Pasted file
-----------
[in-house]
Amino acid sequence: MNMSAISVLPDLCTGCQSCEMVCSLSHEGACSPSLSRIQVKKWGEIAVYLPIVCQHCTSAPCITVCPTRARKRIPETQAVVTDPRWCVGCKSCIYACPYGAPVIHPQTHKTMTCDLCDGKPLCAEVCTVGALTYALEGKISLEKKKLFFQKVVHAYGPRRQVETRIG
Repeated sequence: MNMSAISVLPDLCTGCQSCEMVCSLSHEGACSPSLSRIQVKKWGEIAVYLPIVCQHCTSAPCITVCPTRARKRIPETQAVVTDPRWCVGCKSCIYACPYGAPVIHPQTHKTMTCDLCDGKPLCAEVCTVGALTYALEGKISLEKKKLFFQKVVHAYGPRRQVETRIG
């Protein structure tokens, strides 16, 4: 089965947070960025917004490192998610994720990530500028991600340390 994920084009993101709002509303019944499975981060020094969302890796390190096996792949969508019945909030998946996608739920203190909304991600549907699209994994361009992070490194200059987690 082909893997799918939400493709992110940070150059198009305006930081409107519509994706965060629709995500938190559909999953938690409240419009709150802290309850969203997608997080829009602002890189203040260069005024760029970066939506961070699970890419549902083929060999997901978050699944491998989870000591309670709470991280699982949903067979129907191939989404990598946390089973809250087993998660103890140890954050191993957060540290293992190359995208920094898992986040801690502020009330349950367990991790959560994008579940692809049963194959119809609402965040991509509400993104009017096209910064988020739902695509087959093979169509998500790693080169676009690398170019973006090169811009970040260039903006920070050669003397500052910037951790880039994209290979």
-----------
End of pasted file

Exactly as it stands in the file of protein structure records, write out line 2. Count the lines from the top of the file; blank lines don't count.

Amino acid sequence: MNMSAISVLPDLCTGCQSCEMVCSLSHEGACSPSLSRIQVKKWGEIAVYLPIVCQHCTSAPCITVCPTRARKRIPETQAVVTDPRWCVGCKSCIYACPYGAPVIHPQTHKTMTCDLCDGKPLCAEVCTVGALTYALEGKISLEKKKLFFQKVVHAYGPRRQVETRIG